How the lesser-known Pillar 2 of the AUKUS agenda may drive defence and space specialists to make a leap from their domain of expertise into roles of leadership.
Unsurprisingly, the lion’s share of discourse about the trilateral AUKUS security agreement has centred on how it will reshape Australia’s defence capabilities. Far less attention has been paid to the significant opportunities it’s unlocking to boost Australia’s executive leadership ranks as the education ecosystem shores up its support.
Indeed, the demand for new sets of capabilities to successfully deliver on the AUKUS agenda, coupled with the corresponding innovation making its way into tertiary curricula, is opening up many career pathways for those in the defence industry – some perhaps unexpected.
And that’s because many of the new capabilities required are not just technical.
To date, much of the discussion has centred on Pillar 1 of the trilateral agreement which focuses on developing Australia’s submarine defences. This will require a workforce with the necessary skills, training and qualifications to build, operate and sustain a conventionally-armed nuclear-powered submarine capability. An array of education investment is well underway on this front.
But the lesser-known Pillar 2 is all about working across the three partner countries – Australia, United Kingdom and United States – to build joint advanced capabilities, including in cyber, artificial intelligence, quantum technologies, innovation, information sharing and more.
Delivering on Pillar 2 will no doubt be complex but, in many ways, quite revolutionary in terms of how the three participating nations will need to interact with each other, with industry and with other nations. It also requires new sets of workforce capabilities, well beyond technical skills. Specialists in the defence sector are likely going to need to make a leap from their domain of expertise into roles of leadership; and those in leadership roles will need to adopt new ways of thinking and build up networks, to drive cultural change and push new, complex projects spanning multiple decades, navigating international agendas and geopolitical issues, and get better at commercialising new ideas.
Importantly, it’s also likely to require many people to unlearn some of the working approaches of the past – often a difficult thing to do.
As demanding as the task appears, the potential for career-boosting opportunities for sector professionals is huge.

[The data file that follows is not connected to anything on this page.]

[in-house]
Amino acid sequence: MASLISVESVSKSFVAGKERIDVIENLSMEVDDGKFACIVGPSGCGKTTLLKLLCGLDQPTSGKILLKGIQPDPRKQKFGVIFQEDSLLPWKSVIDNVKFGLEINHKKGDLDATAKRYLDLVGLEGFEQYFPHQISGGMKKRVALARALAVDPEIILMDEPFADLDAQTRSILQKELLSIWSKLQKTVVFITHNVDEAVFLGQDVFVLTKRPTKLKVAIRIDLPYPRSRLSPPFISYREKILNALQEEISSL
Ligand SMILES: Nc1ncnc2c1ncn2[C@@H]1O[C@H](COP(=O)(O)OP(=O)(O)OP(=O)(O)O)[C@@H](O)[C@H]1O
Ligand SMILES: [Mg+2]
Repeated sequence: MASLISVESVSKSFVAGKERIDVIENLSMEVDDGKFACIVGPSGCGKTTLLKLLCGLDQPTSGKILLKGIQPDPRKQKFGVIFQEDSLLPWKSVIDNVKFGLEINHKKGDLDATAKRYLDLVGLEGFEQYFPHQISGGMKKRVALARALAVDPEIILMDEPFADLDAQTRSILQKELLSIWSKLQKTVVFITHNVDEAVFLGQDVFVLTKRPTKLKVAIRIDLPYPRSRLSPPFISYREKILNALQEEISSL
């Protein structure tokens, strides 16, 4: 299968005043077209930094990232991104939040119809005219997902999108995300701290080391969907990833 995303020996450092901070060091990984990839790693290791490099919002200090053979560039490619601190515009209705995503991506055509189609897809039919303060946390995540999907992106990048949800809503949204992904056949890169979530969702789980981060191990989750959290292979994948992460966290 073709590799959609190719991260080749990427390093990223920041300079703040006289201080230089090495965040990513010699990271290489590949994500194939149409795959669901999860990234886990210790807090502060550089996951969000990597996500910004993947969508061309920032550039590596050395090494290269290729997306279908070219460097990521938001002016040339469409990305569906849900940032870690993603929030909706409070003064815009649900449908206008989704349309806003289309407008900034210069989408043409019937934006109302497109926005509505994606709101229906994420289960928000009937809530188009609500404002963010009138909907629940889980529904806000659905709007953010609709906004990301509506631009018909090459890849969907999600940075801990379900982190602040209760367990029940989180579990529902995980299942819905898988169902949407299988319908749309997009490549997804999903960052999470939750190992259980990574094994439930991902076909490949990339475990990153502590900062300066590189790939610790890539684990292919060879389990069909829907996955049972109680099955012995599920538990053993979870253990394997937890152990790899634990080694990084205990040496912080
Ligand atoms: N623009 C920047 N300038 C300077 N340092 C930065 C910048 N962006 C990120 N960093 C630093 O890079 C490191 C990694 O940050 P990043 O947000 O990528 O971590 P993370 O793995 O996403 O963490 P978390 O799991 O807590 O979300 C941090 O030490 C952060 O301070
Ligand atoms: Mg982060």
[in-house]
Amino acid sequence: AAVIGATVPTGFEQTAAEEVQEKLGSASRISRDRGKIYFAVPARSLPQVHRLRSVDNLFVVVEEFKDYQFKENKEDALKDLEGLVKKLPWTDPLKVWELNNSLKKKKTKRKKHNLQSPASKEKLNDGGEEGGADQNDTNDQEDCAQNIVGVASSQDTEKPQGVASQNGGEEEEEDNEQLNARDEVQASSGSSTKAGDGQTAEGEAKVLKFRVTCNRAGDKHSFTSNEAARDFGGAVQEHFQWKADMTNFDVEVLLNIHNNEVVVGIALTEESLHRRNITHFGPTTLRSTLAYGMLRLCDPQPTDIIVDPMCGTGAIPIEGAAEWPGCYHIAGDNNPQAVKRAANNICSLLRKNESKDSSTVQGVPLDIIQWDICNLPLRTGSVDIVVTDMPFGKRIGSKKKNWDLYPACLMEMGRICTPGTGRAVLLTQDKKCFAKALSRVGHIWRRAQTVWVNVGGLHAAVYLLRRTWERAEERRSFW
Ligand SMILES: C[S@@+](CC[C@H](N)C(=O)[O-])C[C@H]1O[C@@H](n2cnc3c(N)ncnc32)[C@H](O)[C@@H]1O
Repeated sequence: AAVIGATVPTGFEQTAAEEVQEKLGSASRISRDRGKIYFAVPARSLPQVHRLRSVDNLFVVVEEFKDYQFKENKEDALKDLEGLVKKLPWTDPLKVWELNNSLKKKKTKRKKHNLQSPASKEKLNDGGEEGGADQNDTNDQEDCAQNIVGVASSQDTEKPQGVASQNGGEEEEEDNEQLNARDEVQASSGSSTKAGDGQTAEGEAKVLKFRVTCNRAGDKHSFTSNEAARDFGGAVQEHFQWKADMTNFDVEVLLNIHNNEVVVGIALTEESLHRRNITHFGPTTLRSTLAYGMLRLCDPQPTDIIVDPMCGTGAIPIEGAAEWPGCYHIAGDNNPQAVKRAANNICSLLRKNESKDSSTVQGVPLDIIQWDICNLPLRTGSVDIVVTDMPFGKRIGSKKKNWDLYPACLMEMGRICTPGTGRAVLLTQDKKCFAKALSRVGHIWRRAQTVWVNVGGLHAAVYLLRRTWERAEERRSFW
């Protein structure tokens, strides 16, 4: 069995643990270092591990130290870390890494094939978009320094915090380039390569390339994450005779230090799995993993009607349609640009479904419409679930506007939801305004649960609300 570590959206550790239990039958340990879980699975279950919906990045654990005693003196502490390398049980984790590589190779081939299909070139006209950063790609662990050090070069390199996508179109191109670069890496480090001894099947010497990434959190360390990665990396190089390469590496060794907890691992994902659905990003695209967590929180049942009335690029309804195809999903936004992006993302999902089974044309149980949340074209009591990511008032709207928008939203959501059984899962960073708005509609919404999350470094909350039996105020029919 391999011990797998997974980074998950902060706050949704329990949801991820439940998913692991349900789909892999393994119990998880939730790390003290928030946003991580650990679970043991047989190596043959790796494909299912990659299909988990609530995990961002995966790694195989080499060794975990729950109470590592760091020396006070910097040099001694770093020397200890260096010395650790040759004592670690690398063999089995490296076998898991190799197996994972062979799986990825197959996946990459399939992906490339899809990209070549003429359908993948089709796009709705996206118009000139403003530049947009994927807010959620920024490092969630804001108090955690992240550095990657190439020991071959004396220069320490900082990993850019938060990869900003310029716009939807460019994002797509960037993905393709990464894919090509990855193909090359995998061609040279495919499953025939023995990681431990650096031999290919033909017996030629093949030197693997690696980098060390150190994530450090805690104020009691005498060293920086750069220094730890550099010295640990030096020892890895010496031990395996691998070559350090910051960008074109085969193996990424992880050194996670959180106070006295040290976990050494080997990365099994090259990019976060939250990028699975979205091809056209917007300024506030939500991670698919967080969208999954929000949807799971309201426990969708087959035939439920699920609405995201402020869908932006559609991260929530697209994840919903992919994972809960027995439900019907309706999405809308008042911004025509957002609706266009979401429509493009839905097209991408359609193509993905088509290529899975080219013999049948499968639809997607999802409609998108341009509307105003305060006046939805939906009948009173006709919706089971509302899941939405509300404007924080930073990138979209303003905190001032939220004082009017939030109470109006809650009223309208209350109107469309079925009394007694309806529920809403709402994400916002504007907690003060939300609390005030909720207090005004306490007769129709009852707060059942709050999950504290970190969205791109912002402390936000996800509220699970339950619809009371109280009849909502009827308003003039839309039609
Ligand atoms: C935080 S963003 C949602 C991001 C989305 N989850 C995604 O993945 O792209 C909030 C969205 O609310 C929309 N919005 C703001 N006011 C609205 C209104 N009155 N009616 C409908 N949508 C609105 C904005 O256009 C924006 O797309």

And it’s a challenge being embraced in some quarters of the education ecosystem, as new shoots of innovation appear in the way defence leaders can be supported to boost their capabilities.
The University of South Australia (UniSA) has been a first mover in this realm. UniSA has partnered with universities in countries that reflect the trilateral AUKUS agreement - the University of Exeter in the UK and Carnegie Mellon University in USA – to launch this year a first-of-its-kind Global Executive MBA in Defence and Space. The program has been tailored for executives and senior managers from defence contractors, uniformed and non-uniformed defence personnel and civil servants, and features a combination of online study and intensive face-to-face residential teaching blocks in Adelaide, Washington, Pittsburgh and London.
MBAs have evolved in recent decades (UniSA has offered an MBA program since 1980), moving from an initial foundation based in generalist management to programs that embed the transferrable leadership capabilities needed to adapt to the dynamic geopolitical, technological, social and ethical challenges of the future landscape. We know adaptation requires a muscle that’s not often used and as part of the change adoption process, we ask students to re-examine themselves to understand what their leadership contribution is like and what it could be.
We often see students graduate with a better understanding of how to be more entrepreneurial and adaptable in their thinking, others with more confidence in negotiating and handling difficult conversations with conviction, and others with new strategies for wrestling with the ethics of a decision or project – skills that are essential to the future challenges in defence and space.
This new tailored MBA program from UniSA will no doubt be joined by a raft of other innovative learning opportunities across the education ecosystem with a common ambition to build the leadership capabilities of professionals in emergent growth sectors such as defence and space.
It’s a golden opportunity, which I’d encourage both professionals and other tertiary institutions to embrace.
And while the impetus for this trend has been the need to meet the ambitions of the AUKUS agreement, I’m excited by the legacy it’s set to create well beyond the defence and space sectors in supporting the next generation of leaders.
Professor Lan Snell is the Dean of Programs (Postgraduate) at University of South Australia Business and has extensive experience designing innovative curriculum architecture in a university context.